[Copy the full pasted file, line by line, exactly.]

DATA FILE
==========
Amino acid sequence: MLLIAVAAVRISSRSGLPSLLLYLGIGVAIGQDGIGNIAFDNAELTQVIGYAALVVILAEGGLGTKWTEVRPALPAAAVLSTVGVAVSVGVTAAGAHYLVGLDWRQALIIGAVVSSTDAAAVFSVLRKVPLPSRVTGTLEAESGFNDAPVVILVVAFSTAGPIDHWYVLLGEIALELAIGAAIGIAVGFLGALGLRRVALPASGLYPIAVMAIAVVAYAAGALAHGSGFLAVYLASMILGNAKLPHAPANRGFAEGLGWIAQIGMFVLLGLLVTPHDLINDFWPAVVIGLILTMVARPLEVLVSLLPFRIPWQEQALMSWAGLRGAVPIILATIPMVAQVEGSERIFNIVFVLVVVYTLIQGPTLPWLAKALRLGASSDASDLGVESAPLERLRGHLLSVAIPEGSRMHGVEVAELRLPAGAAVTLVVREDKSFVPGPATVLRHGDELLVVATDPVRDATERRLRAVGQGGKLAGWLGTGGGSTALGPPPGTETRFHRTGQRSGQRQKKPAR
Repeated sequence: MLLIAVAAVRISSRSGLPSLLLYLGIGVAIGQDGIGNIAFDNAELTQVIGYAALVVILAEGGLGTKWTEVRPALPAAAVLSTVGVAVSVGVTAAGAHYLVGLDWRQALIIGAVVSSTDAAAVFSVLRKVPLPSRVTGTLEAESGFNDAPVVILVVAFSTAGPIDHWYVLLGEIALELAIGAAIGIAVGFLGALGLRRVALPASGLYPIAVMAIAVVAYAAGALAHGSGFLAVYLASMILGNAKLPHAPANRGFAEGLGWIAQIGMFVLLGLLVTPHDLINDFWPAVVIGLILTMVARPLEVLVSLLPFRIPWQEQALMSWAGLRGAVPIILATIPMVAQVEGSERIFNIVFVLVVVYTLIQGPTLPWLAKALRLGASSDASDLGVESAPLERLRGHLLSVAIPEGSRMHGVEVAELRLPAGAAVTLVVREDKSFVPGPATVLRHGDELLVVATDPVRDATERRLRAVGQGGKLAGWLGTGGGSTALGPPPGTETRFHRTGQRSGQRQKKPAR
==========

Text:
Amino acid sequence: MLLIAVAAVRISSRSGLPSLLLYLGIGVAIGQDGIGNIAFDNAELTQVIGYAALVVILAEGGLGTKWTEVRPALPAAAVLSTVGVAVSVGVTAAGAHYLVGLDWRQALIIGAVVSSTDAAAVFSVLRKVPLPSRVTGTLEAESGFNDAPVVILVVAFSTAGPIDHWYVLLGEIALELAIGAAIGIAVGFLGALGLRRVALPASGLYPIAVMAIAVVAYAAGALAHGSGFLAVYLASMILGNAKLPHAPANRGFAEGLGWIAQIGMFVLLGLLVTPHDLINDFWPAVVIGLILTMVARPLEVLVSLLPFRIPWQEQALMSWAGLRGAVPIILATIPMVAQVEGSERIFNIVFVLVVVYTLIQGPTLPWLAKALRLGASSDASDLGVESAPLERLRGHLLSVAIPEGSRMHGVEVAELRLPAGAAVTLVVREDKSFVPGPATVLRHGDELLVVATDPVRDATERRLRAVGQGGKLAGWLGTGGGSTALGPPPGTETRFHRTGQRSGQRQKKPAR
Repeated sequence: MLLIAVAAVRISSRSGLPSLLLYLGIGVAIGQDGIGNIAFDNAELTQVIGYAALVVILAEGGLGTKWTEVRPALPAAAVLSTVGVAVSVGVTAAGAHYLVGLDWRQALIIGAVVSSTDAAAVFSVLRKVPLPSRVTGTLEAESGFNDAPVVILVVAFSTAGPIDHWYVLLGEIALELAIGAAIGIAVGFLGALGLRRVALPASGLYPIAVMAIAVVAYAAGALAHGSGFLAVYLASMILGNAKLPHAPANRGFAEGLGWIAQIGMFVLLGLLVTPHDLINDFWPAVVIGLILTMVARPLEVLVSLLPFRIPWQEQALMSWAGLRGAVPIILATIPMVAQVEGSERIFNIVFVLVVVYTLIQGPTLPWLAKALRLGASSDASDLGVESAPLERLRGHLLSVAIPEGSRMHGVEVAELRLPAGAAVTLVVREDKSFVPGPATVLRHGDELLVVATDPVRDATERRLRAVGQGGKLAGWLGTGGGSTALGPPPGTETRFHRTGQRSGQRQKKPAR